Observe and learn how to handle customer requests including:
o Auto Endorsement Requests
o Homeowner Endorsement Requests
o Loss payees
o Cancellation requests
Read a summary of the activity for an agency account for the last three years from the agency
management system. Be able to explain this in plain English.
Continue to work on handling customer requests as in previous week.
Observe how the agency handles Excess and Surplus lines, including:
o Need for using.
o Process and how it is different from “standard” agency business
o Legal Requirements in your state
“Shadow” a producer. Determine how the producer identifies prospects. Accompany on sales calls.
o How did the producer gather the necessary information?
o How is the proposal created and presented to the prospect? (Phone only, email, regular mail)
o What kind of follow up was made to the prospect?
Do a property inspection, photo and diagram. (If the agency uses an outside source for this, consider
having the intern accompany the inspector to some property prospects.)
Identify several target markets that the intern would like to investigate because of hobbies or interests.
Meet with the agency mentor and do a mid- term evaluation. Set goals for the second half of the
Assist the producer in doing quotes and proposals for all companies and all lines of coverages.
Review requirements for binding with all companies.
Obtain the current Best’s ratings for www.ambest.com for all companies represented by the agency
including excess and surplus lines markets that are frequently used.
Make a chart of standard companies represented including products and their various target markets.
Develop a marketing strategy for one particular target market.
Spend the week at an insurer, shadowing an underwriter who writes target business.
Develop “Best Practices” for how a submission should be made to the underwriter.
Implement the marketing strategy previously developed under supervision of mentor.
Implement the marketing strategy previously developed under supervision of mentor.
Implement the marketing strategy previously developed under supervision of mentor.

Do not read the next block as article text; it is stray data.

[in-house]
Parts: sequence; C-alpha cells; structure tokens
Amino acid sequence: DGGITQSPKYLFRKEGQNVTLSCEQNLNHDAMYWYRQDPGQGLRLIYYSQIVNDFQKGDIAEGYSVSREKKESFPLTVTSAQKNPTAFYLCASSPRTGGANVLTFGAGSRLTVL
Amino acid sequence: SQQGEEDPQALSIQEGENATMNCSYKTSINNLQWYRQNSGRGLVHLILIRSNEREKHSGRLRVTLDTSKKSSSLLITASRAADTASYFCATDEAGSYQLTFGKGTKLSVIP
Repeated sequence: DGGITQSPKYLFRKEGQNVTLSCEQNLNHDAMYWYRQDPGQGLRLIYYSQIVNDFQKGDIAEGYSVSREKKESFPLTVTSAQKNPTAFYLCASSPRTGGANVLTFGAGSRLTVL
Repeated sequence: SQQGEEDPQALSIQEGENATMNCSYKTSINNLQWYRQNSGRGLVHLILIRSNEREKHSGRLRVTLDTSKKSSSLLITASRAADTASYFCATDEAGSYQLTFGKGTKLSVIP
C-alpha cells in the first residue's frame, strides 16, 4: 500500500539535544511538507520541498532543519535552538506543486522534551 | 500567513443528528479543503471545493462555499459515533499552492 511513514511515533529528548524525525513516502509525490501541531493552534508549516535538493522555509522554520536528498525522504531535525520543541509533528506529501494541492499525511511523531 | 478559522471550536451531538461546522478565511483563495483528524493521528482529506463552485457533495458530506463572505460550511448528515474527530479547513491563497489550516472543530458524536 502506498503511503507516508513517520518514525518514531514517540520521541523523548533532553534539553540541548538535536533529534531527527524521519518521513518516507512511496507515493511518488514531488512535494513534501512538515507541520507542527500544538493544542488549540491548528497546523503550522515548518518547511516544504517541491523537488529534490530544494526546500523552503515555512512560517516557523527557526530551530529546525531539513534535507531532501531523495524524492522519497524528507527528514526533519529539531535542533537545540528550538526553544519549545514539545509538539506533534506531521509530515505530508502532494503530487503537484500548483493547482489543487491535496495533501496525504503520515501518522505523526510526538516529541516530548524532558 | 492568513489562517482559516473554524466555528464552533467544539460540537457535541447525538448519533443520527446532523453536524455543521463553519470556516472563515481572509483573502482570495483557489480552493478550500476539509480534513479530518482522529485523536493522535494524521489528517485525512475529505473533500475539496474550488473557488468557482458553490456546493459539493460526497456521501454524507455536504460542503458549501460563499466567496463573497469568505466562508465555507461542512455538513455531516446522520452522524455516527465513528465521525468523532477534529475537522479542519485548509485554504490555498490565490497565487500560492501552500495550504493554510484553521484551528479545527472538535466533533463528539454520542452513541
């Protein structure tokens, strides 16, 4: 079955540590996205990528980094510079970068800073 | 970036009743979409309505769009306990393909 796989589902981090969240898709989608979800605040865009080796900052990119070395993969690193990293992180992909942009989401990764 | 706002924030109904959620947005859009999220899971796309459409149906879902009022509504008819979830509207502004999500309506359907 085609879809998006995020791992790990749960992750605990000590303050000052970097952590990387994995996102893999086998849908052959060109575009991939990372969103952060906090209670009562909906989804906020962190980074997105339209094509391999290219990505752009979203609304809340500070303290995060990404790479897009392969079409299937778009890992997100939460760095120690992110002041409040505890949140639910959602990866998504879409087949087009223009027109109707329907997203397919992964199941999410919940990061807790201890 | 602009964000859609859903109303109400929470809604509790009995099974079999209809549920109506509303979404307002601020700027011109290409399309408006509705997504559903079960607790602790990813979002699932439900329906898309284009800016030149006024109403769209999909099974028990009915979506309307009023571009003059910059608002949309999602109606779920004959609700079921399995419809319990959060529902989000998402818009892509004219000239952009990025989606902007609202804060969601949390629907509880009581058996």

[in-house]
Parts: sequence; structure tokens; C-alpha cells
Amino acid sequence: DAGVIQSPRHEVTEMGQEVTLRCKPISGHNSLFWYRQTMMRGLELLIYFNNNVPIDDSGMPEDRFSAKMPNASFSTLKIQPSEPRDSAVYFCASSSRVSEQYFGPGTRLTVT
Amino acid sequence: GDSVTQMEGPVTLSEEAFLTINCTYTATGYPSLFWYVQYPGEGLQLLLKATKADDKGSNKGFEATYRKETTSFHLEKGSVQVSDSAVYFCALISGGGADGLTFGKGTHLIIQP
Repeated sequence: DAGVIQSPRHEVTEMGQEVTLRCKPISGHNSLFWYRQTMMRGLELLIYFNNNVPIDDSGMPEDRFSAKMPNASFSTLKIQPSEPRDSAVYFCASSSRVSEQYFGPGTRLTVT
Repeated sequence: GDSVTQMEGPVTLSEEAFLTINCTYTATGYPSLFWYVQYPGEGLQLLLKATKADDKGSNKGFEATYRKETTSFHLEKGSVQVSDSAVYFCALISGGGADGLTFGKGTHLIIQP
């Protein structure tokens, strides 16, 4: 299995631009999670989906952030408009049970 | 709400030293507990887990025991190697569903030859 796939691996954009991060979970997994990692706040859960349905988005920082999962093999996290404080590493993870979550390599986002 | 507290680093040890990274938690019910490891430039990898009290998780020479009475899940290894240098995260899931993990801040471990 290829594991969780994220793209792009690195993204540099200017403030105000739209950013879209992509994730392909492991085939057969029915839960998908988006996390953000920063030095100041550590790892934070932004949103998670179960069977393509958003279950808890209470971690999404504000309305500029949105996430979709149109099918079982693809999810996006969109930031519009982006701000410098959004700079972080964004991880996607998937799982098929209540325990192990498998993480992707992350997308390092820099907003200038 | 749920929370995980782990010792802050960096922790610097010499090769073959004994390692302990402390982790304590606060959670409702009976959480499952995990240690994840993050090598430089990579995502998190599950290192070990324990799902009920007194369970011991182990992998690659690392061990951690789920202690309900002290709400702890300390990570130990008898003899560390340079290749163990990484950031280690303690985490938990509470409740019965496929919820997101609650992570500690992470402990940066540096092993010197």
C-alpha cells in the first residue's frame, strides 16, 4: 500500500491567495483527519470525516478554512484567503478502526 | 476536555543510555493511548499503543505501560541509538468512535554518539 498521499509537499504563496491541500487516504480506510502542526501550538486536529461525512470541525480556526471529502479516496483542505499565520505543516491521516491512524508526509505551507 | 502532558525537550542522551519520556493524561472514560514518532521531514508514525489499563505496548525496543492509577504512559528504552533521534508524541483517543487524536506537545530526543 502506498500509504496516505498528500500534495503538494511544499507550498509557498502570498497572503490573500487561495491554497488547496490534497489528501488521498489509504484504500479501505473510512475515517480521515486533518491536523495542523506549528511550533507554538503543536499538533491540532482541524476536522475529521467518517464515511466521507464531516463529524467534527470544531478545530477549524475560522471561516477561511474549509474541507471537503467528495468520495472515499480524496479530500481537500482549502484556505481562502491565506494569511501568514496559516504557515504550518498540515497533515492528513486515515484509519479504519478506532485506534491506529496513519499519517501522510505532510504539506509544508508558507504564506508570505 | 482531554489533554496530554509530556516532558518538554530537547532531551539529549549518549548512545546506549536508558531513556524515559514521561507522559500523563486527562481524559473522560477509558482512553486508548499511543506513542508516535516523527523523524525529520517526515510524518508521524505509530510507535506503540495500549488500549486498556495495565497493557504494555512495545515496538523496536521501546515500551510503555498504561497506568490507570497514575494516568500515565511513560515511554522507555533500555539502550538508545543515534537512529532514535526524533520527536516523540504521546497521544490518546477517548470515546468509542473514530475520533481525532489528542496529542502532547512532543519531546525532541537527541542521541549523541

Have intern present their project (if any) or marketing strategy and results to several agency employees.
Complete the Final Evaluation and review with the intern, before sending it to the university.
Ask the intern to evaluate their internship and give suggestions on how to improve the process.
Ask the intern for their suggestions on how the agency could better market their products and services,
with attention to the particular target market.
Sample Weekly Evaluation
Intern name: __________________________________ Week: #______
Mentor name: _________________________________ Dates: _________ - __________
Please rate the student intern in each of the following categories.
Professional Qualities: Excellent Good Fair Poor N/A
Establishes rapport with mentor
Establishes rapport with staff
Establishes rapport with clients
Seeks new knowledge
Manages time well
Produces accurate reports/records
Demonstrates adequate knowledge
Personal Qualities: Excellent Good Fair Poor N/A
Accepts Constructive Criticism
I certify that _____________________ (student intern name) completed ______ internship hours this week.
___________________ __________________ _______________ Supervisor Signature Supervisor phone Date
10 Concerns of Interns
(Compiled by Michael True, Director, Internship Center, Messiah College, Grantham, PA)
1. Give us real work! It can’t be said too many times that interns want to work and learn. An internship can help you get a job done that you couldn’t otherwise, right? If you’ve brought on an intern as a recruitment tool, then how will you be able to assess their abilities? It just makes sense to utilize your interns well.
2. Do what you say, and say what you do! Be honest with your interns about what they can expect during their internship. If the job will require stuffing envelopes, then make that clear. But if you tell the intern they will be researching a project, and they spend 90% of their time dong “grunt” work, then bad feelings will develop. Honesty doesn’t cost you anything, and it will make interns feel that much more respected.